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Mandela: SA's greatest son laid to rest (slideshow)
The world watched as Nelson Mandela was finally laid to rest in his hometown of Qunu following a dignified and moving funeral ceremony on Sunday.
Guests stood and cheered, a Xhosa choir sang and a smiling Nelson Mandela welcomed hundreds of well-wishers in a festive tent outside his home on Saturday as South Africa formally celebrated the anti-apartheid icon's 90th birthday.
Mandela -- walking in with his successor as South Africa's president, Thabo Mbeki, and African National Congress (ANC) leader Jacob Zuma -- stopped to personally greet a few of the 500 honoured guests as he made his way to the head table.
Some guests had come to the party in exquisitely beaded traditional wear, others wore T-shirts emblazoned with his name. Mandela wore an intricately patterned shirt in shades of brown.
The Nobel Peace Prize winner had celebrated privately with his family in his home village in the Eastern Cape on Friday, the day he turned 90. Saturday was a grand occasion at his homestead in Qunu, 1 000km south of Johannesburg, where as a boy he herded cattle in the hills.
The party tent was decorated with the blue and orange colours of Mandela's Xhosa tribe and with his clan's crest -- a bee flanked by tree branches, symbolising industry, community and strength.
Advocate George Bizos was among the fellow veterans of the struggle to transform South Africa from a white supremacist pariah nation into a multiracial democracy who came to the party on Saturday. He identified Mandela's optimism as his most "sterling quality".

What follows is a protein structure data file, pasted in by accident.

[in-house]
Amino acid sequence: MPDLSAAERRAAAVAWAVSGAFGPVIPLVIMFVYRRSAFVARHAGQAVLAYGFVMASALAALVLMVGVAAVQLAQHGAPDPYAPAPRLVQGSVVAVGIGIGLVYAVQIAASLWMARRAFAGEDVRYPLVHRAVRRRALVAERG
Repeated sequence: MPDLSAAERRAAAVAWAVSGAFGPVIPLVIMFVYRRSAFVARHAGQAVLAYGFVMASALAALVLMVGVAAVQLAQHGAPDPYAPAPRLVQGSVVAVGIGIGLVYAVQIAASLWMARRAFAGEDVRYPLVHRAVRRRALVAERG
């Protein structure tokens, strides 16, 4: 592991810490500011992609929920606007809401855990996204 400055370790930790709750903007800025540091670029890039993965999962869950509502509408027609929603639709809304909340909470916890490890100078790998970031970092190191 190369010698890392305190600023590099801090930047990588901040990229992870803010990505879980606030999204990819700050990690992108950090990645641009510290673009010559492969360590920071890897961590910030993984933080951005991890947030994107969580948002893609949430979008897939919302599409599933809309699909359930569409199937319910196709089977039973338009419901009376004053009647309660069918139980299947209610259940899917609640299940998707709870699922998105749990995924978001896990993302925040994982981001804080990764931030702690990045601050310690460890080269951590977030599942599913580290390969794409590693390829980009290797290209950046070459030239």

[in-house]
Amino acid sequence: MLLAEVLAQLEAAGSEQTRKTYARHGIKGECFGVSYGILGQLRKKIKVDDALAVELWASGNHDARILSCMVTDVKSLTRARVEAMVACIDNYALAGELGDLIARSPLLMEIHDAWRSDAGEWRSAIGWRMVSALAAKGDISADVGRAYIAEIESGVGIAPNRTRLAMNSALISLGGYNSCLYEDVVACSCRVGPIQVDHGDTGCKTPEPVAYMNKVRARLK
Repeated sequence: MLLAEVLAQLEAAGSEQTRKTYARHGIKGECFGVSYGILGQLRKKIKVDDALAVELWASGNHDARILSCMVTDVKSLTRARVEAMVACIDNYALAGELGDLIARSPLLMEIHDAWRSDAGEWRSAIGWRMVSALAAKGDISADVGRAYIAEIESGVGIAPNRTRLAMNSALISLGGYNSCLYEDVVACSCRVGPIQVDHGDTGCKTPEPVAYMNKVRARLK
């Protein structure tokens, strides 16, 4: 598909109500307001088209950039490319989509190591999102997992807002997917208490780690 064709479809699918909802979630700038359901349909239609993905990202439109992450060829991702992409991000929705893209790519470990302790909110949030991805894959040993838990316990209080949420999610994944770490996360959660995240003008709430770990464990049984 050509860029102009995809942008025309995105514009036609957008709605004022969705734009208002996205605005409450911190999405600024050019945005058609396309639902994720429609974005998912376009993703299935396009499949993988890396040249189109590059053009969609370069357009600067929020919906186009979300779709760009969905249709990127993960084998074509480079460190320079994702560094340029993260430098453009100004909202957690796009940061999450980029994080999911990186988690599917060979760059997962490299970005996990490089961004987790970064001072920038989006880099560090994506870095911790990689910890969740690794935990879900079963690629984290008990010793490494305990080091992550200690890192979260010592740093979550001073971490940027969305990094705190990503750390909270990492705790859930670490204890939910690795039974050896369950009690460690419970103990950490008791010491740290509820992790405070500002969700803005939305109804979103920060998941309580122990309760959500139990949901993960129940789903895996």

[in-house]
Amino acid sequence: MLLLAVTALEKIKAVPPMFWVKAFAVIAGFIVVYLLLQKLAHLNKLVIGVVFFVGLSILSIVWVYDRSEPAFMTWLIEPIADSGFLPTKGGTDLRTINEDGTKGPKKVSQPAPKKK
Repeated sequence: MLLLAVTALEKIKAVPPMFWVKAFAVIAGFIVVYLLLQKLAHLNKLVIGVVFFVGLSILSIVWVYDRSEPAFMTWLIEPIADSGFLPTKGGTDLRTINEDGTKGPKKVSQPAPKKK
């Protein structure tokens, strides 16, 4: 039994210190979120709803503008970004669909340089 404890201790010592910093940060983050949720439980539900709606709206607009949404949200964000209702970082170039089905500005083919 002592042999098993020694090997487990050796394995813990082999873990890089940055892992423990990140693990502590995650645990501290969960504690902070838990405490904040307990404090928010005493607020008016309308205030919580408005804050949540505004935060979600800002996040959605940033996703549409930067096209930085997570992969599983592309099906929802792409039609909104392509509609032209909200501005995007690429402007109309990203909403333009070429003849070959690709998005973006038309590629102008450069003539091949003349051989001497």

"He always believed that there would be freedom around the corner," said Bizos, a lawyer who defended Mandela and other anti-apartheid leaders during the era of white rule.
Tributes from Mbeki and others and performances by choirs and dancers were planned under the tent. As the party started, herd boys beat drums outside, while an orchestra played inside.
"Clearly, today [Saturday] is a very special day for all of us in South Africa and around the world," said Mac Maharaj, who served time with Mandela on Robben Island, and then served in Mandela's Cabinet.
Symbol and embodiment of hope
Mandela was imprisoned for nearly three decades for his fight against apartheid. He was released in 1990 to lead negotiations that ended decades of racist white rule, and was then elected president in South Africa's first democratic elections in 1994.
He completed his term in 1999 and did not run again, but has continued to take a leading role in the fight against poverty, illiteracy and Aids in Africa. Age has slowed him in recent years, but many still remain in awe of his stamina. Just last month he was the honoured guest for a huge charity concert in London's Hyde Park.
"For a man of 90, he's in very good shape," one of his doctors, Peter Friedland, said at the party on Saturday.
He looked and sounded vigorous on Friday when he gave a brief interview to a small group of reporters, his first such exchange in several years. He was expected to address the party guests later on Saturday.
During Friday's interview, he expressed deep concern at the poverty that still grips South Africa. The economy has grown steadily in recent years, but the benefits have yet to trickle to the poorest.
Mandela's message was simple -- the wealthy must do more.
"There are many people in South Africa who are rich and who can share those riches with those not so fortunate, who have not been able to conquer poverty," Mandela said on Friday.
Friday was also the 10th anniversary of his marriage to his third wife, Graca Machel.
Meanwhile, Zuma said at the birthday celebration that Mandela's legacy reminds leaders to lead by the will of the people, defend democracy and never discriminate.
He said Mandela's legacy reminded us that we must never discriminate against other people, no matter how unimportant we may think they are.
Zuma said: "We are here to celebrate a life and legacy of a father, grandfather, comrade, warrior, soldier, nation-builder and statesman.
"We are celebrating the life of man who became a symbol and embodiment of hope for African people in particular, and the ANC in general -- a symbol of sacrifice, unity and of liberation.
"You are the glue that holds us together as a nation. You provide eternal hope in our people and the world, that South Africa can only be a better place each day," said Zuma. -- Sapa-AP